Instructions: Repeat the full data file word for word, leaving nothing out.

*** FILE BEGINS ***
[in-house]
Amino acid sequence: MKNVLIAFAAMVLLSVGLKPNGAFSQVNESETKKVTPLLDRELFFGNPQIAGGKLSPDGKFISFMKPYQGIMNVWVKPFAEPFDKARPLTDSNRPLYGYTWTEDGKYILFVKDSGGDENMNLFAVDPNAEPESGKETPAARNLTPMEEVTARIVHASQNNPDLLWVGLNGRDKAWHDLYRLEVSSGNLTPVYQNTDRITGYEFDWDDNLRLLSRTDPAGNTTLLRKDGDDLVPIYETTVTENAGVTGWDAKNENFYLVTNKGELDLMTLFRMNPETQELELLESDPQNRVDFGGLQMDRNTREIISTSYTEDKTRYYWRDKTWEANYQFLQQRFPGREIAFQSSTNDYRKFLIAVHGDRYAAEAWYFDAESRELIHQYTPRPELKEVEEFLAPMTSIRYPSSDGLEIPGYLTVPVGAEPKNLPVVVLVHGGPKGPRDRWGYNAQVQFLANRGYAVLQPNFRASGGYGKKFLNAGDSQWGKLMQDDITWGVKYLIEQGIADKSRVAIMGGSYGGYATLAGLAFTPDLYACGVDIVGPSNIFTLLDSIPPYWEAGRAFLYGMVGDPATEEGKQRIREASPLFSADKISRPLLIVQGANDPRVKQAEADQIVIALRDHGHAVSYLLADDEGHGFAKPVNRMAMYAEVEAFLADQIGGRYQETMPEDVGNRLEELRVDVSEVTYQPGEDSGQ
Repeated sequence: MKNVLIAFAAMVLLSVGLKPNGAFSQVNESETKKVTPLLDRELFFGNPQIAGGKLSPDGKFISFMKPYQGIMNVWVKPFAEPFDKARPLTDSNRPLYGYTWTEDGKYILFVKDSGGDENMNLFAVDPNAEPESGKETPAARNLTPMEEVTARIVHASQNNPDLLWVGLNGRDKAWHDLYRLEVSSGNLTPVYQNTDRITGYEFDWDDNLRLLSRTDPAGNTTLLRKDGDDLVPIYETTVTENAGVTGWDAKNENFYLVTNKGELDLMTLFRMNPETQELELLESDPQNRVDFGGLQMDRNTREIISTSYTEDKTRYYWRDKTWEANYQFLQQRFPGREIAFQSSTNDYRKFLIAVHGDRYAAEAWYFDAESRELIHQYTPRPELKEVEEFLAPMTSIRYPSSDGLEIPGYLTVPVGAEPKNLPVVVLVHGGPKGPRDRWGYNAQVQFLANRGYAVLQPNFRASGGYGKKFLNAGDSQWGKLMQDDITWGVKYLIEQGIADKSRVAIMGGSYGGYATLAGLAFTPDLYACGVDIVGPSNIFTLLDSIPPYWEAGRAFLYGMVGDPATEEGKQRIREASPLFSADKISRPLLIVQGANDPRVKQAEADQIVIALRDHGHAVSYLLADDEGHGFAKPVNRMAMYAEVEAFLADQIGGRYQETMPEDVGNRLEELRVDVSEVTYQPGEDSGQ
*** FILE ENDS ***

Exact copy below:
[in-house]
Amino acid sequence: MKNVLIAFAAMVLLSVGLKPNGAFSQVNESETKKVTPLLDRELFFGNPQIAGGKLSPDGKFISFMKPYQGIMNVWVKPFAEPFDKARPLTDSNRPLYGYTWTEDGKYILFVKDSGGDENMNLFAVDPNAEPESGKETPAARNLTPMEEVTARIVHASQNNPDLLWVGLNGRDKAWHDLYRLEVSSGNLTPVYQNTDRITGYEFDWDDNLRLLSRTDPAGNTTLLRKDGDDLVPIYETTVTENAGVTGWDAKNENFYLVTNKGELDLMTLFRMNPETQELELLESDPQNRVDFGGLQMDRNTREIISTSYTEDKTRYYWRDKTWEANYQFLQQRFPGREIAFQSSTNDYRKFLIAVHGDRYAAEAWYFDAESRELIHQYTPRPELKEVEEFLAPMTSIRYPSSDGLEIPGYLTVPVGAEPKNLPVVVLVHGGPKGPRDRWGYNAQVQFLANRGYAVLQPNFRASGGYGKKFLNAGDSQWGKLMQDDITWGVKYLIEQGIADKSRVAIMGGSYGGYATLAGLAFTPDLYACGVDIVGPSNIFTLLDSIPPYWEAGRAFLYGMVGDPATEEGKQRIREASPLFSADKISRPLLIVQGANDPRVKQAEADQIVIALRDHGHAVSYLLADDEGHGFAKPVNRMAMYAEVEAFLADQIGGRYQETMPEDVGNRLEELRVDVSEVTYQPGEDSGQ
Repeated sequence: MKNVLIAFAAMVLLSVGLKPNGAFSQVNESETKKVTPLLDRELFFGNPQIAGGKLSPDGKFISFMKPYQGIMNVWVKPFAEPFDKARPLTDSNRPLYGYTWTEDGKYILFVKDSGGDENMNLFAVDPNAEPESGKETPAARNLTPMEEVTARIVHASQNNPDLLWVGLNGRDKAWHDLYRLEVSSGNLTPVYQNTDRITGYEFDWDDNLRLLSRTDPAGNTTLLRKDGDDLVPIYETTVTENAGVTGWDAKNENFYLVTNKGELDLMTLFRMNPETQELELLESDPQNRVDFGGLQMDRNTREIISTSYTEDKTRYYWRDKTWEANYQFLQQRFPGREIAFQSSTNDYRKFLIAVHGDRYAAEAWYFDAESRELIHQYTPRPELKEVEEFLAPMTSIRYPSSDGLEIPGYLTVPVGAEPKNLPVVVLVHGGPKGPRDRWGYNAQVQFLANRGYAVLQPNFRASGGYGKKFLNAGDSQWGKLMQDDITWGVKYLIEQGIADKSRVAIMGGSYGGYATLAGLAFTPDLYACGVDIVGPSNIFTLLDSIPPYWEAGRAFLYGMVGDPATEEGKQRIREASPLFSADKISRPLLIVQGANDPRVKQAEADQIVIALRDHGHAVSYLLADDEGHGFAKPVNRMAMYAEVEAFLADQIGGRYQETMPEDVGNRLEELRVDVSEVTYQPGEDSGQ